About eight years ago God brought us back together again, right around the time she got diagnosed with stage-four breast cancer. Her valiant battle jerked her through biopsies, MRIs, scalpels, drugs, dental surgery, radiation, new tumors, the Cyberknife, and chronic pain.
We drove and ate and walked for hours. New prayers, old restaurants, and great cell signals from Baja to Los Gatos kept us linked.
She made it to 42. That was it. Blew out the candles, took a turn for the worse, and met Jesus face-to-face.
How I miss her face. Even in the midst of nasty drugs and bleak diagnoses she always wore a smile. Optimistic but honest, we shared similar struggles, rolled our eyes about female issues and laughed about similar annoyances.
Have you lost a soul sister? A faithful friend? A son who shared your blood? I’m sorry if you’ve had to walk that road. It never seems right or fair.
For my 40th birthday, Chelsea sent me a huge candle embedded with real apples and cinnamon sticks. The perfect autumn scent permeates the room with memories of my brave friend and makes me miss her more.
I want to burn it to remember her as much as I want to never burn it so it doesn’t fade away.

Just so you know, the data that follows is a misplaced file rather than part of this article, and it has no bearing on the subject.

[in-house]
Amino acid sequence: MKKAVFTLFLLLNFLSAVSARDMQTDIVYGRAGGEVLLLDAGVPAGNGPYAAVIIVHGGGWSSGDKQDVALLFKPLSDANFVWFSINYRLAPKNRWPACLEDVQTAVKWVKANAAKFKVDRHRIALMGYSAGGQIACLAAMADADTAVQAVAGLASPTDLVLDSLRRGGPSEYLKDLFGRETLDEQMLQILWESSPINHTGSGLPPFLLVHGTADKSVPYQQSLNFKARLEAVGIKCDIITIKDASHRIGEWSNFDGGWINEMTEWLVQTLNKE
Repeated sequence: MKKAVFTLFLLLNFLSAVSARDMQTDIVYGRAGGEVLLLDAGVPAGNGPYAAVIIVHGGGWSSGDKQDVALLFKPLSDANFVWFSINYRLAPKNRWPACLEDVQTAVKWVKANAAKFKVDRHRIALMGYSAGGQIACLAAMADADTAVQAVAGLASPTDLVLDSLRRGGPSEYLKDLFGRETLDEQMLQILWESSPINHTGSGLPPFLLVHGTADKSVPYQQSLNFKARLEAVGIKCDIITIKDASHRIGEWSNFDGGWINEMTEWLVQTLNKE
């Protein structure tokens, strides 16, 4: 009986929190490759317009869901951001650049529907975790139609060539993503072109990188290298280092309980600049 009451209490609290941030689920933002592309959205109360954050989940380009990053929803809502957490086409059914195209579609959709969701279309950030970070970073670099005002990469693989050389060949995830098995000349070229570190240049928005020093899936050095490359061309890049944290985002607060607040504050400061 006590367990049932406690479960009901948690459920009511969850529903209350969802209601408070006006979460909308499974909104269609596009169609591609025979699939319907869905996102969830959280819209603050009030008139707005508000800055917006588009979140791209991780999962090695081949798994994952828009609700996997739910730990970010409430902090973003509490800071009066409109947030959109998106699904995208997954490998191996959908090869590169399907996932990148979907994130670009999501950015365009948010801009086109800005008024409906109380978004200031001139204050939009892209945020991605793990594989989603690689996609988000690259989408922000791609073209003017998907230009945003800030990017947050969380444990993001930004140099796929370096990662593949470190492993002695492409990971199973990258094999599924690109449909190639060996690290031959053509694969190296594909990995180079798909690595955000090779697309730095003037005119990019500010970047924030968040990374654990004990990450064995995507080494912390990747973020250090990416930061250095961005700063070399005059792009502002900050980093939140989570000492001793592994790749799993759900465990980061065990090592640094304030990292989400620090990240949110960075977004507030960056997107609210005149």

For my last birthday, she gave me an incredibly fragrant Coconut Hibiscus lotion. “This is my favorite gift to give,” she said.
I want to use it every day because it makes me remember our fun times, especially in the summer. But I also want to leave it alone and make it last for-almost-ever.
Are you holding onto a gift from a loved one who’s no longer with you? Strange how things like lotion and candles can bring comfort.
Since I’m the proud owner of an archaic phone with limited storage and lame capabilities, I regularly delete old texts in order to save space.
I have no desire to delete the last few years of messages we sent back and forth. Pictures of her fingers holding the chapstick I sent her. Marriage questions we tossed back and forth. Prayer requests before going into yet another surgery. Encouraging words, comments, laughs, and devastating news. Again.